A most essential question
What convergence is there between the journey of the ascetic Tibetan yogi Milarepa and that of the little-known great French mystic of the Seventeenth Century, Madame Guyon ? between Ramana Maharshi and the famous sufi Al-Hallaj ? What is the common denominator between these extraordinary beings who, in such apparently dissimilar ways, climbed the rungs leading to the ultimate realization ? Is it not a question of the greatest importance, to conjecture about what is essential and what is of incidental value, about what is truly the core of a practice and what relates to a cultural context and epoch ?
What is of primary importance for an aspirant on this path is to learn to get away from his habitual state of being, the ordinary state into which he constantly falls each time after he has made the vital effort to rise and be connected anew to his Inner Source.
This habitual condition of being—or rather of not being and of not sensing himself—in which the human being generally passes his entire life is the very dragon in him to be overcome and transformed.
If a seeker can really see and understand what takes place in him every time the mists of this strange inner death descend upon him and mysteriously swallow up the awareness he has of his existence, he will have gained a further precious insight into himself and found a weapon with which to combat the enigmatic problem of his self-forgetfulness .
This difficulty can thus be used by a wise aspirant as an additional means to rise spiritually. Each time he catches himself flattering or disliking someone, saying something unkind, being untruthful, or even playing a certain role with people, if he follows up the source whence all these have sprung, he will generally find it to be a form of wrong self-consideration.
This will, in turn, be an alarm signal for him to realize the immediate need there is to try to disengage himself from the grip of his inferior state of being and of feeling himself into which he has once more sunk. The aspirant will find that, each time he makes a genuine effort to redirect his gaze inwardly to dwell in the silence of his true abode, he will at that moment begin to experience a state of pure and uninvolved impersonal awareness.
In this state, there will be neither the time nor the place in him for personal consideration or anything else arising from his lower nature.
For all its problems, uncertainties, and pains, life as it is affords the human being the indispensable and only means of learning right and noble conduct, and with the chance to sublimate himself through these very difficulties.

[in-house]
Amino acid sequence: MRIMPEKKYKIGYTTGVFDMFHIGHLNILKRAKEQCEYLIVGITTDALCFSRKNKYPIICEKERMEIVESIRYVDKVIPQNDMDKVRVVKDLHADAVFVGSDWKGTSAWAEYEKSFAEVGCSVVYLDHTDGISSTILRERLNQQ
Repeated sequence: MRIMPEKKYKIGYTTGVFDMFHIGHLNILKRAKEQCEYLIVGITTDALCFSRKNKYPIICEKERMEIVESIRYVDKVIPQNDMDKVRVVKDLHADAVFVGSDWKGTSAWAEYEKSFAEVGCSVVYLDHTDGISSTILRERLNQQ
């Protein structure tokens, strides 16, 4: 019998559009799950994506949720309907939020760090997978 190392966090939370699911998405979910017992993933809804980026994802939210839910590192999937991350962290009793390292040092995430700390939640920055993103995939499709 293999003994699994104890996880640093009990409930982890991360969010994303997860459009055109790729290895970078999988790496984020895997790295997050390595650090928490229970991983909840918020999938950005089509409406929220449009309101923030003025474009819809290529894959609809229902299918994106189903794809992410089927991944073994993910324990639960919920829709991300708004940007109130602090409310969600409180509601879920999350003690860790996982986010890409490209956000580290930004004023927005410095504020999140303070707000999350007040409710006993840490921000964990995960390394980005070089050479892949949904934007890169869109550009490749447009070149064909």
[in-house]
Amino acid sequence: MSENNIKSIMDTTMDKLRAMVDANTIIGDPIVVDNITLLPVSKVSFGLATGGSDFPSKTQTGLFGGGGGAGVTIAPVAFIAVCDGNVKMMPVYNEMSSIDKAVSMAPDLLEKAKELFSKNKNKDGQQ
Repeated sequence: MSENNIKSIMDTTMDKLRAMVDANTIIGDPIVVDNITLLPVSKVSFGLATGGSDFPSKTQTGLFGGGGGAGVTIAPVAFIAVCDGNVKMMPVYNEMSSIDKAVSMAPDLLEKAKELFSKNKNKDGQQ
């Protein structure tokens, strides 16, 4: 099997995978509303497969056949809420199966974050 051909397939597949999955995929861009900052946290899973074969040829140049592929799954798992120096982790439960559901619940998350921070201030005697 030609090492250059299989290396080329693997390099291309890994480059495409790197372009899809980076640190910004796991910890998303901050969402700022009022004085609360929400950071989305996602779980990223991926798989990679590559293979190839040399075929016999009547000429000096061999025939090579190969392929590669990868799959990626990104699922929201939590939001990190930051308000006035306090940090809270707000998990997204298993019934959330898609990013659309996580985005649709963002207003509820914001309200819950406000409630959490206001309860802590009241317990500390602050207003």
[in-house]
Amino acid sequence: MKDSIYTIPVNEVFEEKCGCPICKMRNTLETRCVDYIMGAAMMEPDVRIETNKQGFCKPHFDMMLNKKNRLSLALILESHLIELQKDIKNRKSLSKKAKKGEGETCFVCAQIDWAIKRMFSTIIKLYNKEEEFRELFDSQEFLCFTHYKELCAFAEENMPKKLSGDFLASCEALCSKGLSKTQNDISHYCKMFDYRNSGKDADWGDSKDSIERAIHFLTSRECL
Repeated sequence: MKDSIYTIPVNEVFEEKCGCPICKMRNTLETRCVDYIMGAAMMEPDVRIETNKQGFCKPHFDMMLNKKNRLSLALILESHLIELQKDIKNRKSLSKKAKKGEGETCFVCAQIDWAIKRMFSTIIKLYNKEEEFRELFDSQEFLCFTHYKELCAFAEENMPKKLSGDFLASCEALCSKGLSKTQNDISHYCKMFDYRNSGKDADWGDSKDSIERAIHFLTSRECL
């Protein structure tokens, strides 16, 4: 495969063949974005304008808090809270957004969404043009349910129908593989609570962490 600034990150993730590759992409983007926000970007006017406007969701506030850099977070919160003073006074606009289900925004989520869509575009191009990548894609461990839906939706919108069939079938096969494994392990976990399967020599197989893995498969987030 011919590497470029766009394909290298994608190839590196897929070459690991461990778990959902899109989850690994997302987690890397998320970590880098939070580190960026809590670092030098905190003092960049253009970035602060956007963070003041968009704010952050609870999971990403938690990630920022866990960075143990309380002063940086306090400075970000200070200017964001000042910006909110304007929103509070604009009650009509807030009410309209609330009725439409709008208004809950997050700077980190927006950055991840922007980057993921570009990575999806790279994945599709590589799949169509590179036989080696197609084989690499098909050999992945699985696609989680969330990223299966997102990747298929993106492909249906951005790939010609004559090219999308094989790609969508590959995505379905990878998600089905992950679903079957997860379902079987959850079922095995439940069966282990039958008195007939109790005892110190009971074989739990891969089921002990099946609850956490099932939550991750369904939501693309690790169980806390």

After death, the conditions necessary for his transformation will no longer be there. Without these harsh trials, it is ordinarily impossible for a human being to evolve to higher planes, just as it is impossible for a glittering pot of gold to come into being if it has not passed first through fire.
World Honored One, I remember when, as many kalpas ago as there are sands in the Ganges, there was a Buddha in the world named Contemplating the World’s Sounds. It was under that Buddha that I brought forth the Bodhi-resolve. That Buddha taught me to enter samadhi through a process of hearing and reflecting.
I received from that Thus Come One a transmission of the Vajra Samadhi of all being like an illusion, as one becomes permeated with hearing and cultivates hearing.
That in which the mind becomes silent and still by the practice of Yoga: that in which the Self is seen within in the Self by the Self, and the soul is satisfied.
That in which the soul knows its own true and exceeding bliss, which is perceived by the intelligence and is beyond the senses, wherein established, it can no longer fall away from the spiritual truth of its being.
That is the greatest of all gains and the treasure beside which all lose their value, wherein established he is not disturbed by the fieriest assault of mental grief.
It is the putting away of the contact with pain, the divorce of the mind’s marriage with grief. The firm winning of this inalienable spiritual bliss is Yoga; it is the divine union. This Yoga is to be resolutely practised without yielding to any discouragement by difficulty or failure.
When we sit down to meditate, we are trying to transcend our everyday consciousness, the consciousness used to transact ordinary business, the one used in the world’s marketplace as we go shopping, bring up our children, work in an office or in our business, clean the house, check our bank statements, and all the rest of daily living. That kind of consciousness is known to everyone, and without it we can’t function. It is our survival consciousness, and we need it for that. It cannot reach far enough or deep enough into the Buddha’s teachings, because these are unique and profound; our everyday consciousness is neither unique nor profound, just utilitarian.
In order to attain the kind of consciousness that is capable of going deeply enough into the teachings to make them our own and thereby change our whole inner view, we need a mind with the ability to remove itself from the ordinary thinking process.